11 DISCOVER AYURVEDA FOR HEALTH, VITALITY & LONGEVITY Moderator: Marc Edwards, M.D. (860-521-8484, marc@gatogi.com). The science of Ayurveda gives timeless and profound knowledge of how to optimize health and longevity. It explains our individual differences and how to harmonize with them to maintain balance, improve vitality and resist disease, primarily through choices of diet and lifestyle. It is also concerned with karmic influences and the effects of human habitations. This course will give you an expansive understanding of how Ayurveda is relevant to all aspects of life and will get you started on a program for personal growth. NOTES: *A seven week course, September 15 – October 27. *Class is limited to 40 participants.

2 AN ANTHROPOLOGY OF FOOD Moderator: Jonathan Gerard (jhgerard@gmail.com , 610- 248-1588). One can explore history through a variety of lenses — power, ecology, great leaders, the lives of common folk. In this course we will look at world history through the desire for a delicious meal … from ancient to modern times. Every culture has food taboos and food preferences, i.e.: the Chinese don’t eat cheese; Hindus don’t eat beef; Americans don’t eat cats and dogs; Jainism prohibits garlic and onions. Where do our distinctive cuisines come from? How has the search for food and the development of food technology, from restaurants to agribusiness, to GMOs, played a major role in the shaping of world history? Was the agricultural revolution healthy or detrimental to the human diet? How did the ancient Greeks influence the Passover seder? These are some of the questions that we will pursue. Jonathan will show one or two Great Courses lectures per meeting, with time for discussion and the sharing of gastronomic experiences. NOTE: *Class is limited to 20 participants. CLASS IS CLOSED — FULL.

 

TUESDAYS, 11:15-12:45

12 FIELD GUIDE TO THE PLANETS Moderator: Neil Stahl (nstahlgm@gmail.com , 919-357-0811). Our Great Courses lecturer will integrate scientific discoveries as of 2020, to describe the latest thinking on features of the solar system: the sun, the individual eight planets, some moons and asteroids. He is currently involved in research and uses outstanding graphics. Neil will show two lectures per meeting, with discussion as time allows to complete the course this semester. NOTE: *Class is limited 20 participants.  CLASS IS CLOSED — FULL.

18 PRIZING PROUST: IN SEARCH OF LOST TIME, Vol. 5, THE CAPTIVE Moderator: Nancy Goudreau (703- 329-2933, nagoudreau@yahoo.com). We continue to relish the sumptuous, but challenging prose of Marcel Proust (1871-1922). If you have read Volumes, I, II, III and IV of In Search of Lost Time, in the seven volumes, you are welcome to attend our reviews and discussions of Volume V, The Captive and The Fugitive, based on our reading 35 pages per week. We use the Modern Library editions, C. K. Scott Moncrieff & Terrance Kilmartin, English translation.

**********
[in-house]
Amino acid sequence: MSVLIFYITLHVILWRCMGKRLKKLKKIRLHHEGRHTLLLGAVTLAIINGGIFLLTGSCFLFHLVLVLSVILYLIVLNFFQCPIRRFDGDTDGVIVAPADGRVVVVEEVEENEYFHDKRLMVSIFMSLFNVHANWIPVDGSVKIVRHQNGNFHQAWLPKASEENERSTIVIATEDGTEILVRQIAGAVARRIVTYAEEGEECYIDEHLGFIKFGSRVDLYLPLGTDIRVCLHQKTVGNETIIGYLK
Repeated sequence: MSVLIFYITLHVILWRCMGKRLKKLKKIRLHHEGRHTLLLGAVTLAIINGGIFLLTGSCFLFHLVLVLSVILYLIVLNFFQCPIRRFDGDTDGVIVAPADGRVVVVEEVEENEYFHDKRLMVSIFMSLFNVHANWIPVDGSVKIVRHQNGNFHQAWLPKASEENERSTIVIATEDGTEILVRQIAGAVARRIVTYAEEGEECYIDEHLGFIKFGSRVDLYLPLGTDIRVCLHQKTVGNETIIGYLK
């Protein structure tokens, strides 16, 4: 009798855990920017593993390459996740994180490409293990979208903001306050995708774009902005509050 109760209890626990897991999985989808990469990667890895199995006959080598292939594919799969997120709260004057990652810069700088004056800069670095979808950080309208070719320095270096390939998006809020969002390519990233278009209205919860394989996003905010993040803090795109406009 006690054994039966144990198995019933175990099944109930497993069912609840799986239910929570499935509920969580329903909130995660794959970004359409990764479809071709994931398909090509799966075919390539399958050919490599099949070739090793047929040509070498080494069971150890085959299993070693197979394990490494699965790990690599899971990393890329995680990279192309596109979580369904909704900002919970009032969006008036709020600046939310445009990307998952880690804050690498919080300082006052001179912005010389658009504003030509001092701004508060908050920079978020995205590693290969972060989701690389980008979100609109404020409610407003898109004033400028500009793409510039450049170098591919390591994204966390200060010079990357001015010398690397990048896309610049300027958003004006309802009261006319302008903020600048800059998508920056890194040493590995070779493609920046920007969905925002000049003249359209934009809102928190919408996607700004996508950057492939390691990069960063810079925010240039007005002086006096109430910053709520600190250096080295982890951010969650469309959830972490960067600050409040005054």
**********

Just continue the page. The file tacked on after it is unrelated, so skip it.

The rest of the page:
25 THE HISTORY OF IMPRESSIONISM, Part I Moderator: Bonnie Sullivan (bonniesull@gmail.com).  In this two semester course, we’ll study the turbulent times (1850 – 1890s), from which Impressionism emerged and learn why and how artists rebelled against French art traditions. The Fall Term will focus on the modernization of Paris and the artists working there: Manet, Monet, Renoir, Morisot, Degas, and Cezanne. In the Winter Term, we’ll study other Parisians: Cassett, Caillebotte, Gauguin, Van Gogh, and Toulouse-Lautrec. Bonnie will conduct discussions based on lectures from the Great Courses (one per meeting) and videos by art historians from Khan Academy (two+ each meeting) that examine artists’ personal lives, relationships and extraordinary work. Thus, we’ll better understand how they developed, shared, struggled and ultimately succeeded in creating some of the world’s most beloved works in the history of art. NOTES: *Class is limited to 20 participants.  CLASS IS CLOSED – OVERFULL

 

WEDNESDAYS, 9:30 – 11:00

24 WRITING & SHARING PERSONAL HISTORY Moderator: Mary Ann Freedman (919-593-3335, maryafreedman@gmail.com ). Only we can document our own personal experiences, reactions and perceptions during such dynamic times. We will support each other’s individual efforts to record in writing what we have lived through and to encourage and aid our developing sense of accomplishment. All will: *write; *read aloud our writing; *listen to everyone; and *appreciate the telling of the experience(s) or insights. Also, we will be able to share illustrations and photos on-line. NOTES: *Class is limited to 20 participants. *Students new to this course are welcome.

19 READING & DISCUSSING GREAT SHORT STORIES Moderator: Marcy Sacarakis (marcy4479@gmail.com , 610-428-9916). Class members will discuss one story each week from The O’Henry Prize Stories 2017, which is available for purchase from local bookstores or Amazon. We will participate in in-depth discussions about the author, the writing style, the plot, the characters and how they are developed, the themes, and the story’s relevance to us. Members of the class will take turns leading the discussion. Each class ends with a poetry reading chosen by a participant. NOTES: *To facilitate discussion, class is limited to 15 participants. *Students previously enrolled have priority. CLASS IS CLOSED — FULL.